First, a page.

The most horrifying thing in Kiyoshi Kurosawa's fiercely original, thrillingly creepy Pulse (released as "Kairo," or "Circuit," in Japan) is the way the ghosts move.
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Result is always watchable, occasionally creepy and teasingly pitched halfway between a genre riff and a genuine scarefest.
Pulse works as a hypnotic meditation on contemporary alienation. Traditional horror fans, however, will search in vain for signs of life.
With very few strong characters and a great many middle shots, Pulse sometimes plods--it's the price of Kurosawa's restraint and his indifference to structure.
If one masterpiece were to emerge from the recent glut of generally good quality Japanese horror movie, this chilling apocalyptic ghost story from Kyroshi Kurosawa is it.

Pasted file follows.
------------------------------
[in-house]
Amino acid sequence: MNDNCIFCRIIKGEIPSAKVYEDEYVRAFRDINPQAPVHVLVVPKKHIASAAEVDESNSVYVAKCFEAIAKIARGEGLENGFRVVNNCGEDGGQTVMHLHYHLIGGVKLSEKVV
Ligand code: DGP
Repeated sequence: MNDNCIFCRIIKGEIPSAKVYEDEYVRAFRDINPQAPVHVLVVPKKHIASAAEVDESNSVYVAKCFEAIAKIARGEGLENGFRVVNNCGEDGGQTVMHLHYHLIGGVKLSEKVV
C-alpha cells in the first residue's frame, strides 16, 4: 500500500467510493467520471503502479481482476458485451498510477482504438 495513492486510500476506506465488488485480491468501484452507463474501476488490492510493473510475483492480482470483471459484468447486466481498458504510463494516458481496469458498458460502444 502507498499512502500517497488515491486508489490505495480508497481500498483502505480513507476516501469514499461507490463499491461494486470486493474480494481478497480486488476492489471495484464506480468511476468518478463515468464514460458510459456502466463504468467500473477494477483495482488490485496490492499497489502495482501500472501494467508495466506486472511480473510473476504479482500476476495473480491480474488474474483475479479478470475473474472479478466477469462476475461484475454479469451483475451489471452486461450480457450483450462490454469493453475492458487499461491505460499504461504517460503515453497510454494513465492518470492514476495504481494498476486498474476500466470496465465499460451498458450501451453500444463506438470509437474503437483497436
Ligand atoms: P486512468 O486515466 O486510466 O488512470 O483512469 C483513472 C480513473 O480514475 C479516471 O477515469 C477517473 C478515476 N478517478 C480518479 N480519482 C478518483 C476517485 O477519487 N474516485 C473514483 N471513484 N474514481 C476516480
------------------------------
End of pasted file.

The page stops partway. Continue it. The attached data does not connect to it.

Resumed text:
Nothing in the two snail-paced hours of Pulse makes close to a shred of sense?
Just know that Pulse possesses the dark art to make your pulse pound and your hair stand on end -- with no cheating.
Storytelling clarity has never been a Kurosawa strong suit, yet Pulse baffles even under those standards, so it's best to just get on his abstract wavelength and ride the thing out.
A horror film that scares you to insomnia is good in the sense that it succeeds in what it sets out to do.
Pleasantly free of blood and guts, with Kurosawa using instead the mighty power of suggestion to give Pulse an invigorating aura of menace.